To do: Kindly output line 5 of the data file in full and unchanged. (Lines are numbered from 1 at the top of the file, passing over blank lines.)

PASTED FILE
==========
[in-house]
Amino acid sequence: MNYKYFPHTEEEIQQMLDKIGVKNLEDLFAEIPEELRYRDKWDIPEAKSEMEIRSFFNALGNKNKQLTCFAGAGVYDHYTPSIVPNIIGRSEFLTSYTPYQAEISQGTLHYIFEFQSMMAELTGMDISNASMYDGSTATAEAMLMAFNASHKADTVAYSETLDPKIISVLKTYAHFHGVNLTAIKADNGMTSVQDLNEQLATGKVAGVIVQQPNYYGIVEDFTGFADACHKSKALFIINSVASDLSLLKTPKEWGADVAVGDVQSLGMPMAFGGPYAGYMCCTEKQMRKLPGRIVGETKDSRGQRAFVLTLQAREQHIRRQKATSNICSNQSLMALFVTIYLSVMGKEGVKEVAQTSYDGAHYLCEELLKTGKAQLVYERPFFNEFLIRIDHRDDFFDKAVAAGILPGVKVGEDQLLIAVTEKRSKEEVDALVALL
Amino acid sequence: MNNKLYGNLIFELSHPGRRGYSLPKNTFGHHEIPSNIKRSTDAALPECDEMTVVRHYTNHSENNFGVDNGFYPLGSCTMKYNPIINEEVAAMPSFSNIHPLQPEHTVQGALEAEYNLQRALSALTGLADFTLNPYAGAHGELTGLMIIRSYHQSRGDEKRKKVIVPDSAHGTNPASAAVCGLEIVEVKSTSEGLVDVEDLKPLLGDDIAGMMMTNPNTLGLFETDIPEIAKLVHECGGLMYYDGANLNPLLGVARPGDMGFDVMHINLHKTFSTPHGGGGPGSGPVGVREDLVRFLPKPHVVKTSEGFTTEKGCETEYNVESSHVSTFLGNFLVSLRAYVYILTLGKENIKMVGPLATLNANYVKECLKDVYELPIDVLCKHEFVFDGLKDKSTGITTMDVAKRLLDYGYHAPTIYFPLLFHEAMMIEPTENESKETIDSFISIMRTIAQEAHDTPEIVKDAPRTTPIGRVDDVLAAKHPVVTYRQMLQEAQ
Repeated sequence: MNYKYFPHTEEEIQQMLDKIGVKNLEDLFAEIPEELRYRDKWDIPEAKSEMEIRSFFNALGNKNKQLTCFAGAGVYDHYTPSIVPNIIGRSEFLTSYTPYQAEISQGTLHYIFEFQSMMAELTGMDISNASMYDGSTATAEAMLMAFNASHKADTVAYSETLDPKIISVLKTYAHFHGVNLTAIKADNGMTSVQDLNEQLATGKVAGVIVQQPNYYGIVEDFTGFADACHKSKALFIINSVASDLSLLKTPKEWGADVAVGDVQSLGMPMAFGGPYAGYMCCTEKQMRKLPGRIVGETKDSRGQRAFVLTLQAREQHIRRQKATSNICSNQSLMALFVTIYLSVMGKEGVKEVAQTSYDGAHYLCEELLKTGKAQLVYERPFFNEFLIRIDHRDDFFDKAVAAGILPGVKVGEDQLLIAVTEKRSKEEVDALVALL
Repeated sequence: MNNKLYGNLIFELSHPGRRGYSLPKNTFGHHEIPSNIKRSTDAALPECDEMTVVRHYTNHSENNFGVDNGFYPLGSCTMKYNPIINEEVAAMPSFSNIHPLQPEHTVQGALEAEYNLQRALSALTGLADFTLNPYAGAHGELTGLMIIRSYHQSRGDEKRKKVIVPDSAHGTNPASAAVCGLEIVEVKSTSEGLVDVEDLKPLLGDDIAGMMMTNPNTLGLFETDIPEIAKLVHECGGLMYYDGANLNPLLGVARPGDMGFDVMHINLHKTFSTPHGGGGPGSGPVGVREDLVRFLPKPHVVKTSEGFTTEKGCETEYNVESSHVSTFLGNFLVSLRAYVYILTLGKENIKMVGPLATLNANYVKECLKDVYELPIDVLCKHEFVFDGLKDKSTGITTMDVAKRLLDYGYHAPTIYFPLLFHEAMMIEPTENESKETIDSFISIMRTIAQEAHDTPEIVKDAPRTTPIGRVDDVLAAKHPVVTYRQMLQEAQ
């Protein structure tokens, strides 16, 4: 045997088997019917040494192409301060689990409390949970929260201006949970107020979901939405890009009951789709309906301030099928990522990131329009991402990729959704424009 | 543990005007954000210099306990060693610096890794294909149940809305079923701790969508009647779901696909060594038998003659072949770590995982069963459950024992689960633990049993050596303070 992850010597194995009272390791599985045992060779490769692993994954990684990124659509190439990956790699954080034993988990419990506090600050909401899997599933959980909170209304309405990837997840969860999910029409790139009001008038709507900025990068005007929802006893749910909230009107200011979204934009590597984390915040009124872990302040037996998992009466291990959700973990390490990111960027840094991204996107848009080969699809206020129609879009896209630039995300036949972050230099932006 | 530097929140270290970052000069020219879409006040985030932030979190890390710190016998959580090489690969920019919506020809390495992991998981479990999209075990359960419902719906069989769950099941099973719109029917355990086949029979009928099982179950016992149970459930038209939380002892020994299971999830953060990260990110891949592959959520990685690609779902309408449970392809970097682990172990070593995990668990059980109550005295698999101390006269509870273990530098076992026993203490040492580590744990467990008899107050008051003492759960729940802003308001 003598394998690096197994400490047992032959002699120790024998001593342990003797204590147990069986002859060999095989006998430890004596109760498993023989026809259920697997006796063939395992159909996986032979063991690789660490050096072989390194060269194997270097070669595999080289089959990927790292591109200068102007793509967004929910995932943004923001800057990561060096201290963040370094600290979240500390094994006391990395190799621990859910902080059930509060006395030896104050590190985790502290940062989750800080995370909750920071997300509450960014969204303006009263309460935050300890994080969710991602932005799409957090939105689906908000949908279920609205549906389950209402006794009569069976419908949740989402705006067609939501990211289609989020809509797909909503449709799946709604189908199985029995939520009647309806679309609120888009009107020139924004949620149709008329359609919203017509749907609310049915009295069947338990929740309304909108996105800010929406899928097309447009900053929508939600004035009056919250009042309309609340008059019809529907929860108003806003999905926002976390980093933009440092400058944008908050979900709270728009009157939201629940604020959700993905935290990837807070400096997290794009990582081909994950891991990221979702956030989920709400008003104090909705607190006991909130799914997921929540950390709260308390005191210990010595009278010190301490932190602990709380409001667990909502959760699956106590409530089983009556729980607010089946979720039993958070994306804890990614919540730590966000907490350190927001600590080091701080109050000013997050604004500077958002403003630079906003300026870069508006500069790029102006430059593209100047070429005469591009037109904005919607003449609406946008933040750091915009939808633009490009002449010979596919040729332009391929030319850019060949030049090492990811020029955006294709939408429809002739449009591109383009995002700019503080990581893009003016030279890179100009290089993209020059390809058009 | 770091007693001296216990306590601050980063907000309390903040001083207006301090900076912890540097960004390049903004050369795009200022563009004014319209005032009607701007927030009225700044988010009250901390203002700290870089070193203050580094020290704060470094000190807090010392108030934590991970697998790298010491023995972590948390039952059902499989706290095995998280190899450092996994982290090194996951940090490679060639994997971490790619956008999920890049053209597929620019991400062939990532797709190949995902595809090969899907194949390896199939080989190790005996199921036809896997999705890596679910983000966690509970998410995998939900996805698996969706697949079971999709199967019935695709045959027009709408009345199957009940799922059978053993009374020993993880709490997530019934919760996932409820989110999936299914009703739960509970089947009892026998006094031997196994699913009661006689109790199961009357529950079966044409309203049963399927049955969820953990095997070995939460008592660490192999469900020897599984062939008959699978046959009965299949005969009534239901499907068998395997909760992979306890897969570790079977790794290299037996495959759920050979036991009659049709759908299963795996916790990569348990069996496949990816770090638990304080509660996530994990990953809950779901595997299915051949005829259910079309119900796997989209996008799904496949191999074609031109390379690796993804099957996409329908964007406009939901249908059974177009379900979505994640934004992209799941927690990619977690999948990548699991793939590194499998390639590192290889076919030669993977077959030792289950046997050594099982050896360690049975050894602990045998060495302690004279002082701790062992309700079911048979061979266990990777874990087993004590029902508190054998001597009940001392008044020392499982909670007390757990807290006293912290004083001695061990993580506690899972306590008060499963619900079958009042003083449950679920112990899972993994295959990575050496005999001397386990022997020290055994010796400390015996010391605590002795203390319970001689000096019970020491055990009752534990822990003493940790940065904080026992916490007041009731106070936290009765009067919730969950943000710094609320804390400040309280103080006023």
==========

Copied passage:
Repeated sequence: MNNKLYGNLIFELSHPGRRGYSLPKNTFGHHEIPSNIKRSTDAALPECDEMTVVRHYTNHSENNFGVDNGFYPLGSCTMKYNPIINEEVAAMPSFSNIHPLQPEHTVQGALEAEYNLQRALSALTGLADFTLNPYAGAHGELTGLMIIRSYHQSRGDEKRKKVIVPDSAHGTNPASAAVCGLEIVEVKSTSEGLVDVEDLKPLLGDDIAGMMMTNPNTLGLFETDIPEIAKLVHECGGLMYYDGANLNPLLGVARPGDMGFDVMHINLHKTFSTPHGGGGPGSGPVGVREDLVRFLPKPHVVKTSEGFTTEKGCETEYNVESSHVSTFLGNFLVSLRAYVYILTLGKENIKMVGPLATLNANYVKECLKDVYELPIDVLCKHEFVFDGLKDKSTGITTMDVAKRLLDYGYHAPTIYFPLLFHEAMMIEPTENESKETIDSFISIMRTIAQEAHDTPEIVKDAPRTTPIGRVDDVLAAKHPVVTYRQMLQEAQ